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Smith v. Montoro - 648 F.2d 602 (9th Cir. 1981)


"Palming off" or "passing off" is the selling of a good or service of one's own creation under the name or mark of another. Passing off may be either "express" or "implied." Express passing off occurs when an enterprise labels goods or services with a mark identical to that of another enterprise, or otherwise expressly misrepresents that the goods originated with another enterprise. Implied passing off occurs when an enterprise uses a competitor's advertising material, or a sample or photograph of the competitor's product, to impliedly represent that the product it is selling was produced by the competitor. Such practices have consistently been held to violate both the common law of unfair competition and the Lanham Act.


Plaintiff Paul Smith contracted to star in a film to be produced by defendant Producioni Atlas Cinematografica (PAC), an Italian film company. The contract allegedly provided that Smith would receive star billing in the screen credits and advertising for the film and that PAC would so provide in any subsequent contracts with distributors of the film. PAC then licensed defendants Edward Montoro and Film Venture International, Inc. (FVI) to distribute the film in the United States under the name "Convoy Buddies." Plaintiff complains, however, that Montoro and FVI removed Smith's name and substituted the name of another actor, "Bob Spencer," in place of Smith's name in both the film credits and advertising material. Plaintiff alleges that, as a result of defendants' substitution, plaintiff has been damaged in his reputation as an actor, and has lost specific employment opportunities. Plaintiff sought damages under several theories, including breach of contract, "false light publicity," violation of section 43(a) of the Lanham Act, and violation of Cal. Civ. Code § 3344 regarding commercial appropriation of a person's likeness. There being no diversity of citizenship, federal subject matter jurisdiction was based solely on plaintiff's Lanham Act claim. Plaintiff asserted that the district court had jurisdiction of the state law claims as a matter of pendent jurisdiction. The district court dismissed for lack of jurisdiction, holding the allegations were in the nature of state law breaches of contract and plaintiff did not have standing to sue. Plaintiff appealed.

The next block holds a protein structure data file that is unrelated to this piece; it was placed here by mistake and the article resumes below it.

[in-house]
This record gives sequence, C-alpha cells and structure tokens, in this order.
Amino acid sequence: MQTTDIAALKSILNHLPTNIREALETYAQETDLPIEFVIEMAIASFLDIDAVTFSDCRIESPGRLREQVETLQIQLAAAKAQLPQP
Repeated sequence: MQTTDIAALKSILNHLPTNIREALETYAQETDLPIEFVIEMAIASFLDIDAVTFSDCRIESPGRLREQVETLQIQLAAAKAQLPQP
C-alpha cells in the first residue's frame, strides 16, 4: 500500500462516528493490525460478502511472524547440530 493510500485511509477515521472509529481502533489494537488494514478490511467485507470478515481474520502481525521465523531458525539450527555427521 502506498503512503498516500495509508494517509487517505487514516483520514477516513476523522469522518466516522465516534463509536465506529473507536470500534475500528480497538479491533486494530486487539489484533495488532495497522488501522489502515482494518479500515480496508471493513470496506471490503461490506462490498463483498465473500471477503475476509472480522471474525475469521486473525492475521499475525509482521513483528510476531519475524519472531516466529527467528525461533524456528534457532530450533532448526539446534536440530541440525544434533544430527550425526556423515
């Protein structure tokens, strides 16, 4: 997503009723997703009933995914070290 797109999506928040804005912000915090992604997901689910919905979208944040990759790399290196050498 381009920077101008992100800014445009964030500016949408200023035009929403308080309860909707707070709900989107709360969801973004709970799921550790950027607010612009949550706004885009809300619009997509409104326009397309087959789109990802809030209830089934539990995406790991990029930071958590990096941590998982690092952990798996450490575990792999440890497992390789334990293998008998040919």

Was the defendant film distributor liable for “palming off” to the prejudice of the plaintiff actor?




Plaintiff had standing to sue because, while plaintiff was not in any sort of competition with defendants, plaintiff was uniquely situated to complain of injury resulting from defendants' misidentification of plaintiff's contribution to the film. Defendants' conduct amounted to express reverse palming off, an attempt to profit from another's talents, to deprive plaintiff of goodwill, and to deprive the viewer of the truth.

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